Sarvannina, Sarvānnīna, Sarva-annina: 6 definitions

Introduction:

Sarvannina means something in Hinduism, Sanskrit. If you want to know the exact meaning, history, etymology or English translation of this term then check out the descriptions on this page. Add your comment or reference to a book if you want to contribute to this summary article.

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Sanskrit dictionary

[«previous next»] — Sarvannina in Sanskrit glossary
Source: DDSA: The practical Sanskrit-English dictionary

Sarvānnīna (सर्वान्नीन).—a. eating every kind of fodd; so सर्वान्न- भोजिन् (sarvānna- bhojin) &c.

Sarvānnīna is a Sanskrit compound consisting of the terms sarva and annīna (अन्नीन).

Source: Cologne Digital Sanskrit Dictionaries: Shabda-Sagara Sanskrit-English Dictionary

Sarvānnīna (सर्वान्नीन) or Sarvvānnīna.—mfn.

(-naḥ-nā-naṃ) Eating all sorts of food. E. sarva all, anna food, kha aff.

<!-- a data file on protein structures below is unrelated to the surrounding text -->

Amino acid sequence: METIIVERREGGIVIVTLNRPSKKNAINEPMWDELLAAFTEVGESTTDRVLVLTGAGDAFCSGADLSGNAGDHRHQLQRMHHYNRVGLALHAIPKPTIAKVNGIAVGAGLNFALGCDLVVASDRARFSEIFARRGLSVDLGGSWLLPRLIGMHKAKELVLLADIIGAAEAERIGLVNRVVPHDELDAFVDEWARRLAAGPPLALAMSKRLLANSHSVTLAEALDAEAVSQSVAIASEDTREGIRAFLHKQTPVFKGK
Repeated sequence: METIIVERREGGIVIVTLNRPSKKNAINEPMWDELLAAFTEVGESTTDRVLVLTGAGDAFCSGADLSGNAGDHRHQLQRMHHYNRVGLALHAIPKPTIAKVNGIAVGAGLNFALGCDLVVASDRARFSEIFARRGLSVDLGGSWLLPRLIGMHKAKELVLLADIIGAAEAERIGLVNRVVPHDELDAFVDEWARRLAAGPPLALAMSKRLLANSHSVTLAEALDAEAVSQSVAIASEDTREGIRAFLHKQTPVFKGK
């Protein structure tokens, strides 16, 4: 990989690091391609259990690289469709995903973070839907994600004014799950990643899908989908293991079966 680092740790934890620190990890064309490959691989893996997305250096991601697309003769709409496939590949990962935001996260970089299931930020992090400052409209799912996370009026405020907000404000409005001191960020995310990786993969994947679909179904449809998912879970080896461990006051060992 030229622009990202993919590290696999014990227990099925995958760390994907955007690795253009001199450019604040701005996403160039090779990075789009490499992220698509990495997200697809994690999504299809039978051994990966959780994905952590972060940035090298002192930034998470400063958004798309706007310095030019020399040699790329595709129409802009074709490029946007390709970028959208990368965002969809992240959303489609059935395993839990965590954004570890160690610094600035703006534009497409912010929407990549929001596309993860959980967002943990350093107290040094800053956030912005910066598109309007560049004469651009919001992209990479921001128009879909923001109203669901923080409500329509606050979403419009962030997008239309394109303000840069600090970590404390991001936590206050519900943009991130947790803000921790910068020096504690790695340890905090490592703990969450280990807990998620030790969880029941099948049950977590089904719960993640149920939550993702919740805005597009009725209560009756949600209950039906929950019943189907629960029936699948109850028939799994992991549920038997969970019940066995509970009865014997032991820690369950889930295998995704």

Source: Cologne Digital Sanskrit Dictionaries: Benfey Sanskrit-English Dictionary

Sarvānnīna (सर्वान्नीन).—i. e. sarva -anna + īna, adj. Eating all sorts of food.

Source: Cologne Digital Sanskrit Dictionaries: Monier-Williams Sanskrit-English Dictionary

Sarvānnīna (सर्वान्नीन):—[from sarva] ([Pāṇini; cf. Lexicographers, esp. such as amarasiṃha, halāyudha, hemacandra, etc.]) mfn. = vānna-bhakṣaka.

Source: Cologne Digital Sanskrit Dictionaries: Yates Sanskrit-English Dictionary

Sarvānnīna (सर्वान्नीन):—[sarvā-nnīna] (naḥ-nā-naṃ) a. Idem.

[Sanskrit to German]

Sarvannina in German

context information

Sanskrit, also spelled संस्कृतम् (saṃskṛtam), is an ancient language of India commonly seen as the grandmother of the Indo-European language family (even English!). Closely allied with Prakrit and Pali, Sanskrit is more exhaustive in both grammar and terms and has the most extensive collection of literature in the world, greatly surpassing its sister-languages Greek and Latin.

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